This verse of Matthew is similar to Luke, chapters 9:48 and 10:16, Mark, chapter 9:37, and John 12:44. Quite often the idea is associated with accepting children. Here it is Jesus himself. Whoever accepts, welcomes, or receives his followers or disciples (Ὁ δεχόμενος ὑμᾶς), then they would be accepting Jesus (ἐμὲ δέχεται). Furthermore, if they are welcoming Jesus (καὶ ὁ ἐμὲ δεχόμενος), then they are receiving, accepting, and welcoming the one who sent Jesus (δέχεται τὸν ἀποστείλαντά με), the Father. There is a clear connection between God, the Father, Jesus, and his followers. Accepting one means accepting all.
This saying of Jesus is exactly the same as in Luke, chapter 11:9-10, indicating a common Q source. Jesus told them to ask (Αἰτεῖτε), and they would get it (καὶ δοθήσεται ὑμῖν). Seek (ζητεῖτε), and they would find (καὶ εὑρήσετε). Knock (κρούετε), and it will be opened (καὶ ἀνοιγήσεται ὑμῖν). Everyone who asked would receive (πᾶς γὰρ ὁ αἰτῶν λαμβάνει) what he asked for. The seeker will find (καὶ ὁ ζητῶν εὑρίσκει) what he is looking for. The one knocking will see it open (καὶ τῷ κρούοντι ἀνοιγήσεται). All is well that ends well. You just need a little effort.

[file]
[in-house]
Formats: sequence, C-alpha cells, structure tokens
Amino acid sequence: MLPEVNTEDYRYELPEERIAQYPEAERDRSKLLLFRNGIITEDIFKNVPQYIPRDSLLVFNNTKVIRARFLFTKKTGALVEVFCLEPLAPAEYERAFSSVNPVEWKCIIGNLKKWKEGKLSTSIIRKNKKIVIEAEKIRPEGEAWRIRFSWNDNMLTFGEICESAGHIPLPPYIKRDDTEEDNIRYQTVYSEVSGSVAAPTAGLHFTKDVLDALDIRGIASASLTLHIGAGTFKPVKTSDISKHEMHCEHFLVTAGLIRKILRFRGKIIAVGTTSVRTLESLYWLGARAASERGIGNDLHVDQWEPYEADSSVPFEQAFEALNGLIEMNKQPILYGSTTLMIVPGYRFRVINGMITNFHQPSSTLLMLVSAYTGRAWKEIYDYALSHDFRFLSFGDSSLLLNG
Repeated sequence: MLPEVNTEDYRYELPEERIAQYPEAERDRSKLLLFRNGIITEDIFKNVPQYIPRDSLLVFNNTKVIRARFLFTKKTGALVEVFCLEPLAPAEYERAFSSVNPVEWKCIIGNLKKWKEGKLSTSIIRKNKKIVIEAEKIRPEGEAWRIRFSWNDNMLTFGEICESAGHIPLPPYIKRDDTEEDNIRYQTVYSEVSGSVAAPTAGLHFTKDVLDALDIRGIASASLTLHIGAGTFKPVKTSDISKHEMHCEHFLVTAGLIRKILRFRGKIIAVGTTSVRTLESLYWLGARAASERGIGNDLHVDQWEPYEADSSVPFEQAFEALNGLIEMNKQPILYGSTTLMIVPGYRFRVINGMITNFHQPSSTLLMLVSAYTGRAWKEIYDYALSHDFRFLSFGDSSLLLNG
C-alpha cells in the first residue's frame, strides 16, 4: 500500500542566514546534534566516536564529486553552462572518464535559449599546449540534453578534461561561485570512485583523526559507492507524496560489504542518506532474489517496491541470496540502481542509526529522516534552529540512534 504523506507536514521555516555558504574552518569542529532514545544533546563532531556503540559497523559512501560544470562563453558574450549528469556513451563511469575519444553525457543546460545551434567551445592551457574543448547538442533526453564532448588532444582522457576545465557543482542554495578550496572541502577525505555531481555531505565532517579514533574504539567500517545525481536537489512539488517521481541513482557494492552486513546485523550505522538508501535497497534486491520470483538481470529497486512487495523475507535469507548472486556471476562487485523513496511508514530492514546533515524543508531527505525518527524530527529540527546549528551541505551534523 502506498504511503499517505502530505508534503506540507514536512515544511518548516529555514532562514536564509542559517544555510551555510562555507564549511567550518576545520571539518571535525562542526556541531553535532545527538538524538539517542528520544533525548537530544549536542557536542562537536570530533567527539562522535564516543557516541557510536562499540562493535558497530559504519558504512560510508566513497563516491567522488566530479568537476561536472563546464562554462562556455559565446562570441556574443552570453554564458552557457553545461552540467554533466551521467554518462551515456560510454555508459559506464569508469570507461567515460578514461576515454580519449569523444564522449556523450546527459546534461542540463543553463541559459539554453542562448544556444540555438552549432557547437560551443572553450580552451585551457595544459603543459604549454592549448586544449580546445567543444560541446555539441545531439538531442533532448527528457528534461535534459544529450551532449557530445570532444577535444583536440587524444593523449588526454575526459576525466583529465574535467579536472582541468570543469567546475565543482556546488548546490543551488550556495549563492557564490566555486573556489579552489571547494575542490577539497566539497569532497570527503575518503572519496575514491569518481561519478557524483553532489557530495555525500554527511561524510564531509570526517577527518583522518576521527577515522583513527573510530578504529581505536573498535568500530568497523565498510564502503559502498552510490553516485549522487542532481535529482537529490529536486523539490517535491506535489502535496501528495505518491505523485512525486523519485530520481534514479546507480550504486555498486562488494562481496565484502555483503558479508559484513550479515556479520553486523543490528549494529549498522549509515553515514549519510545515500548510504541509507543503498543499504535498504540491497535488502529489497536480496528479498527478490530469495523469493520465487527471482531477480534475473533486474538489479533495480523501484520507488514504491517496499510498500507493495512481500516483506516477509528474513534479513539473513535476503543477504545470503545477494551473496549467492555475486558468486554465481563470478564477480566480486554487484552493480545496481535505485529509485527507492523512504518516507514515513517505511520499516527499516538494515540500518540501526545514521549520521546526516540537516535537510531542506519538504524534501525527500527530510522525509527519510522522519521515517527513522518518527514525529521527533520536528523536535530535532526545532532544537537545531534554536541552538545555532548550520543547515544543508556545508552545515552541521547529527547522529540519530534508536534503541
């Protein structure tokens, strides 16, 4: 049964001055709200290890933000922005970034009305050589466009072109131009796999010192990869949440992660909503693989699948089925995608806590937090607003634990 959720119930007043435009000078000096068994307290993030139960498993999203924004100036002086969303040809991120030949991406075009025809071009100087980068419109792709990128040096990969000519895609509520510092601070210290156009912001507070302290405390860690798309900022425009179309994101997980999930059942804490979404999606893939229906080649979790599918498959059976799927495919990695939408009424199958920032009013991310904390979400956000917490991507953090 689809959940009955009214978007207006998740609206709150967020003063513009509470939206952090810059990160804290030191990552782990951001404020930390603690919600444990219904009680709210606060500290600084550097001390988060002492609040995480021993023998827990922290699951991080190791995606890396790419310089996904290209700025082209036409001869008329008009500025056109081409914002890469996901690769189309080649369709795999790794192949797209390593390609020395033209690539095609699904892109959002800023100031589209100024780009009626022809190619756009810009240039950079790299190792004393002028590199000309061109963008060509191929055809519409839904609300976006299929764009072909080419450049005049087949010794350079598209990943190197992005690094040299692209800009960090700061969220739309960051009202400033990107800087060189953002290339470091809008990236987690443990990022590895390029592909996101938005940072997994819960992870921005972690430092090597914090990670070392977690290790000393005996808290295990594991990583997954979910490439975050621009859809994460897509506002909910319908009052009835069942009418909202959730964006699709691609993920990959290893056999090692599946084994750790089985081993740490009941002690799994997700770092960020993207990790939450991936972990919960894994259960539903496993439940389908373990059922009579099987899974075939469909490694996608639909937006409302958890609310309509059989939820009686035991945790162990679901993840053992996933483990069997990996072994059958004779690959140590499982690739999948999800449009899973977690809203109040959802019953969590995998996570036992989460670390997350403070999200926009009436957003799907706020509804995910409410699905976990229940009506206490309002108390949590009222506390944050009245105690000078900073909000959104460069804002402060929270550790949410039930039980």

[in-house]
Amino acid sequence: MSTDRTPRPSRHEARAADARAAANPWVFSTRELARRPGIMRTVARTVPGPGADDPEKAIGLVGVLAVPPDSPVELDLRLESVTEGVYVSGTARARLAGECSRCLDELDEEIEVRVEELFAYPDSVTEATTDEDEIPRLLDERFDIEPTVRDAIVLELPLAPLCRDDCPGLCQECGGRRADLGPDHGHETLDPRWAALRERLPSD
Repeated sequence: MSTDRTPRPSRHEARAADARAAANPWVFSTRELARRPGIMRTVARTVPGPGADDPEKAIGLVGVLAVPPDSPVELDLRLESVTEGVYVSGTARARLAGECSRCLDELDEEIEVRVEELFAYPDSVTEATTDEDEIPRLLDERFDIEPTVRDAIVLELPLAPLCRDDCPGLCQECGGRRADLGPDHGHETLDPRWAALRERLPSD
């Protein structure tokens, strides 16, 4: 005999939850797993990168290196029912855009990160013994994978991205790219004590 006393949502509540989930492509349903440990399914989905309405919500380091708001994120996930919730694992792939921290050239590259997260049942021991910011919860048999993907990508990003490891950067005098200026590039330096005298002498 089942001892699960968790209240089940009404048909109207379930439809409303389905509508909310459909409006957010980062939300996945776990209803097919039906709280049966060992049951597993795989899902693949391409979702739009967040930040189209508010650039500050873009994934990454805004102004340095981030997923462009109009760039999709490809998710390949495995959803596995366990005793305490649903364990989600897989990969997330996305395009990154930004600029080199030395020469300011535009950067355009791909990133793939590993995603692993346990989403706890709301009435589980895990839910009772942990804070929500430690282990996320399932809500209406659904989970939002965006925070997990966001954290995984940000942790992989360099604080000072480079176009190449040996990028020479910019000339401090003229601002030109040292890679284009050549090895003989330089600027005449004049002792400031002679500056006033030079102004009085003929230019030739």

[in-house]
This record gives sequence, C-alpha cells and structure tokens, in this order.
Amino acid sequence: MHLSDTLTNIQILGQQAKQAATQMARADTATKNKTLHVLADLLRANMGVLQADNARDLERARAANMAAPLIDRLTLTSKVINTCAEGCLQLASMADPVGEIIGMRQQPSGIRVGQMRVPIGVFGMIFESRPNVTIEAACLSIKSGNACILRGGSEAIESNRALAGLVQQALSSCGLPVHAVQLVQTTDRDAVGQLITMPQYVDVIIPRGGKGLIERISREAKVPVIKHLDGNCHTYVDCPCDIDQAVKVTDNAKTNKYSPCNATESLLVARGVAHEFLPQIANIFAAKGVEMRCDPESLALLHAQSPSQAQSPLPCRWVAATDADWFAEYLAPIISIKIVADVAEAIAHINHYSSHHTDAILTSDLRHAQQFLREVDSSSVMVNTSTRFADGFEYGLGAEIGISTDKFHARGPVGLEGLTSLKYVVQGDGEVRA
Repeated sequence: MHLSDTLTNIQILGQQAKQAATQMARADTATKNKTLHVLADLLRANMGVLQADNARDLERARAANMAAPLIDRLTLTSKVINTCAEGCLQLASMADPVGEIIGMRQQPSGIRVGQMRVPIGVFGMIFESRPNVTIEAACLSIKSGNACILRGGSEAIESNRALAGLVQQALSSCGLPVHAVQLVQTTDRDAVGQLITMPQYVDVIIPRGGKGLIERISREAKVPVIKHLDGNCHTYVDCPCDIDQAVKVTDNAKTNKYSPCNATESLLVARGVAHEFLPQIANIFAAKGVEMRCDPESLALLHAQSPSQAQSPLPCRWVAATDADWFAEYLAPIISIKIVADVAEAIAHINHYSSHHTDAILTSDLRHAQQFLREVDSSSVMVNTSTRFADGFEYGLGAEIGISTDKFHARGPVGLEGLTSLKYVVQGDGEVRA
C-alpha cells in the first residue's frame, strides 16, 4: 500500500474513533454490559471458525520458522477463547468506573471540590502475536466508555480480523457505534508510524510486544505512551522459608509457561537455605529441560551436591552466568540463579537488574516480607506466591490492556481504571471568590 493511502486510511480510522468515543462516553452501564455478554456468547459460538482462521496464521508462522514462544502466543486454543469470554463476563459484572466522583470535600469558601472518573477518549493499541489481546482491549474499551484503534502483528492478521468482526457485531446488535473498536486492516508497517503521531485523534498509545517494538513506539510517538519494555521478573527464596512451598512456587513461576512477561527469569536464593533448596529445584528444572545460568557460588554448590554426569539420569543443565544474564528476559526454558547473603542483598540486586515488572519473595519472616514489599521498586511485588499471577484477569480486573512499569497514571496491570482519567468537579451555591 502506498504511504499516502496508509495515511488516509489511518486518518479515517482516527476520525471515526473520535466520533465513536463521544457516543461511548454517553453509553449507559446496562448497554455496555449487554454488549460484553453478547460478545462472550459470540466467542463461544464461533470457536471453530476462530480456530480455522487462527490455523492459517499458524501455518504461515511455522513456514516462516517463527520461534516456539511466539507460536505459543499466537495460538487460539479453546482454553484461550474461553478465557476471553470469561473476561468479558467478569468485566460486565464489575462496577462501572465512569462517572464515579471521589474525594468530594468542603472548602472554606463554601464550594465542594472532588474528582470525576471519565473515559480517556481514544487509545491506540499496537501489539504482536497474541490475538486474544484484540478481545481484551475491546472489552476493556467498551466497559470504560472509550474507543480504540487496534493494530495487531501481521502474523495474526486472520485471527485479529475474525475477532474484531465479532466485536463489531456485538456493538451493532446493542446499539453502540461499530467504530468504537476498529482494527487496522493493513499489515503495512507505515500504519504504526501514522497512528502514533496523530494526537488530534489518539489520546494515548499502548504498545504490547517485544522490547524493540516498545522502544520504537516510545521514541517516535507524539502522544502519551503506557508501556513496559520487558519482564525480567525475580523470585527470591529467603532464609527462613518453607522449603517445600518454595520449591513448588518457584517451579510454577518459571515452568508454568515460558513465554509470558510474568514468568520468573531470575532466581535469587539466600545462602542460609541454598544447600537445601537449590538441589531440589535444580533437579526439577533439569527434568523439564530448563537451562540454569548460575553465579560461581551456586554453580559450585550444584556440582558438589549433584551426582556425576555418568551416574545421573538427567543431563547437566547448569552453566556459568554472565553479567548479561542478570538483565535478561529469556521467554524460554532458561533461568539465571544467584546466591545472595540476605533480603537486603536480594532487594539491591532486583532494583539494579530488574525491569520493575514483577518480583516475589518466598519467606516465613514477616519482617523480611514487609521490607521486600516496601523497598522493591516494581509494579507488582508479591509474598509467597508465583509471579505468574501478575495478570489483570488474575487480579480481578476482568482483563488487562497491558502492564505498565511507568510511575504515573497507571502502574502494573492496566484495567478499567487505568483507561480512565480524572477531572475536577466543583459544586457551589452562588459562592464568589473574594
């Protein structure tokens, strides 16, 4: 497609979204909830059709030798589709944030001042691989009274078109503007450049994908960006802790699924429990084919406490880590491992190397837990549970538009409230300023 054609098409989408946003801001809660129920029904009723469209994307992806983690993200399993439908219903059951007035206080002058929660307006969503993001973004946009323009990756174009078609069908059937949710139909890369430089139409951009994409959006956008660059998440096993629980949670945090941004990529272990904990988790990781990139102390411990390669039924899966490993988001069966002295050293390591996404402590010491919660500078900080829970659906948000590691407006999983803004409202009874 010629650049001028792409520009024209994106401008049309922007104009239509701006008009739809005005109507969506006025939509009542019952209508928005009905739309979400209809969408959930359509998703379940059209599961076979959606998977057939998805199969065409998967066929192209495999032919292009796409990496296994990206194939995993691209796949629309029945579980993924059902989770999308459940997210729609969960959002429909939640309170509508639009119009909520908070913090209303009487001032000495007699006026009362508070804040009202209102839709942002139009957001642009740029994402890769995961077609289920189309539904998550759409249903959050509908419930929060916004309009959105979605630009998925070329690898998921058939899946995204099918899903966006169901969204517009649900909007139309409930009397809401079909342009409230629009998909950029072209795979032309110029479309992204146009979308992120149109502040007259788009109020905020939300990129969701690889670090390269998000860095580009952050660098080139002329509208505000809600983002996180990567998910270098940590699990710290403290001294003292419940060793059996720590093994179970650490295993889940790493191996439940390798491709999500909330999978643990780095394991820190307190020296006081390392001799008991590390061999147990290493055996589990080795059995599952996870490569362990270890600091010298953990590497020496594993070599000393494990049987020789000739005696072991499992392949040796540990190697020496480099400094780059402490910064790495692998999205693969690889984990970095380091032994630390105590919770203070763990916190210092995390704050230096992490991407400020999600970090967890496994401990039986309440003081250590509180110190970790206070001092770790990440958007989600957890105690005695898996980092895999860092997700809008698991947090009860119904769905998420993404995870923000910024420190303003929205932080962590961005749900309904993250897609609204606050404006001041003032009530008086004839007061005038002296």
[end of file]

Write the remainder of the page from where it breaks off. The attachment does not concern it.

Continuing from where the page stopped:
As in the preceding chapter, King Zedekiah (598-587 BCE) has confined Jeremiah to the royal prison. Here, Jeremiah receives a second oracle from Yahweh. Like the preceding chapter, this is a different numbered chapter in the Greek translation of the Septuagint, chapter 40, not chapter 33 as here.